31. Mountain Runner

    the spirit is a funny thing. science cannot objectify it with stats. its intricately linked to the physical and mental self but then again its separate. i think most top athletes and top anyone, execs, can suffer from burnout. they prob think its mental, physical.. but i have had it too. its when my mind can no longer force my body to go despite no injury, ample rest, ample nutrition. the mind cannot dictate b/c i think the spirit is holding ground. in my case i thought it was iron, b13, d3 (the list goes on with questions about nutrients since i am a plant based eater). so i added supps. but in the end, it was not what my spirit wanted to do so i had to wait it out. years ago jan ullrich suffered burnout. they wrote a whole article about it. it was not just physical. only time will tell the entire being what the entire being wants. a shift. perhaps she will not even return to racing and more or less become a trail running ambassador traveling the world in support of sky racing or trail running. she'd be great at it as she does this somewhat already. if so, then the ego must let go of the need for results. the ego will have to click into a new identity. thats the hard part for a pro who is used to adoration, wins and the adrenaline rush of racing. its a transition that only each person can figure out for themselves. i wish this athlete the best of luck. she will succeed at anything she puts her mind to.

  32. Alison

    Wow, people are being harsh! I don't see the point in putting someone down for sharing something they find helpful. Thank you, Anna, for being so open to share your thoughts and struggles. I've been having very similar conversations with myself so your timing was great (though sorry you aren't feeling top notch). Every athlete I've known has at one time asked the same questions and every answer is different and individual. Good luck!

  33. Martin

    Meghan/Byron,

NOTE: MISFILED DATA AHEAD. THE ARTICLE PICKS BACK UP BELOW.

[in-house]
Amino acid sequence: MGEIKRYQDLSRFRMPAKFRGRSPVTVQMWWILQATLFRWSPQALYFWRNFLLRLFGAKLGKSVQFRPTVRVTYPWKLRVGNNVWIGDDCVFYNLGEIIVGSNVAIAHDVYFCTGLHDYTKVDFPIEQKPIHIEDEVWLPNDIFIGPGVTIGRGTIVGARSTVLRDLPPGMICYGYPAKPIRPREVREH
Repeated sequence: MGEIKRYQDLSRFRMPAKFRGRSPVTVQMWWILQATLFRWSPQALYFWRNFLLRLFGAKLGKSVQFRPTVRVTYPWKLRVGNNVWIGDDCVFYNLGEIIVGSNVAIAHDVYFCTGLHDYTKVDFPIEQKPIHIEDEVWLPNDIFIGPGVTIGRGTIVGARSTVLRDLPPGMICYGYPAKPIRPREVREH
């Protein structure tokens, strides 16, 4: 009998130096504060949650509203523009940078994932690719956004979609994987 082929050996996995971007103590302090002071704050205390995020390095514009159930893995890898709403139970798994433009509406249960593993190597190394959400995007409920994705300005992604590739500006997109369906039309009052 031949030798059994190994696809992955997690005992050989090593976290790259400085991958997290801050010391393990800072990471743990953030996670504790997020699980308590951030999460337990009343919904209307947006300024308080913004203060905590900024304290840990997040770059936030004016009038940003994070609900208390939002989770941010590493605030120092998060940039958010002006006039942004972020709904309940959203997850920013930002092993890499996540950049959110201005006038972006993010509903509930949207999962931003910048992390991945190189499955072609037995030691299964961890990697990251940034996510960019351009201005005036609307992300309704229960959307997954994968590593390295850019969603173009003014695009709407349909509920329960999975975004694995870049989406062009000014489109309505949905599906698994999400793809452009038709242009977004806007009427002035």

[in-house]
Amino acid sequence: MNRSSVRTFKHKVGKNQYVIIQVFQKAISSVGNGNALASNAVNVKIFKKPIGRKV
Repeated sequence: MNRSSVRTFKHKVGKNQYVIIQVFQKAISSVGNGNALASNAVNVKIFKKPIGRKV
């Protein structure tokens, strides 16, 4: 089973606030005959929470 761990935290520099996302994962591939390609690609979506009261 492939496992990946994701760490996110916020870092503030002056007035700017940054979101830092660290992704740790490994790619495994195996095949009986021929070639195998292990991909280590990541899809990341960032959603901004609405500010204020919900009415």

Meghan or Byron,
    Are you guys familiar with the muscle stimulators that Frosty and Killian use? Do ye know that those blue pants are?

    Thanks…

  34. Anonymous

    Ion bracelet silliness aside, this article is entirely self-absorbed. Maybe that's the foundation of your issues — perhaps don't focus so intensely on yourself. Maybe a case of too much free time.

  35. Anna Frost

    Thank-you to the people who read this article for what it is. You are helping me to 'reignite my fire'. It is the support and encouragement from these positive people that is the platform for the trail running values. I hope that you can find something of use from the article to help you along your journey and to keep our sports spirit alive. Thank-you again. To those who could not see it for what it is, please remember, we are all in this sport to enjoy, challenge ourselves, meet people, run in amazing places etc and to share all of this with our fellow runners. Let us keep this passion of trail running alive with happiness and acceptance.

    1. @ACarollo1

      I have 2 Ion bracelets, one on each wrist, because one might not just be good enough! Do they work, sure why not? They look cool too. Awesome article, I have felt and feel similar ways upon occasion. Feeling life's potential and aligning with it, so you can claim it, is the fun challenge of life; enjoy the discovery.

  36. Ciara

    If any of the critics amongst these postings have the running credentials of Anna Frost please enlighten us as your comments may then hold some worth. Until then I will continue to read with great pleasure and interest about the ups and downs of one of the worlds greatest ultra distance runners.

    If any of you ever have the great fortune of meeting Anna then please grasp the opportunity.. you will rarely meet a more honest and down to earth person. Whatever she writes will always be what she truly believes.

    Well done Anna.. you have inspired me for years and I look forward to seeing you running happy again in your own time..x

  37. A runner

    Just because someone is a top athlete does not mean they talk sense and should be revered…don’t mix up respect for their running with respect for everything that comes out of their mouth. Self absorption like this is the cause of many an individual trapped in a cycle of continual self-reinvention, when in reality all that is needed is to stop going on about the wonders of life and just get on with it, which is what the majority of folk do. It’s not healthy to feel self-important. One more point, many people who are in the public eye are there because they are good at appearing sincere and good-natured. What they are really like underneath bears little or no relation to public demeanour.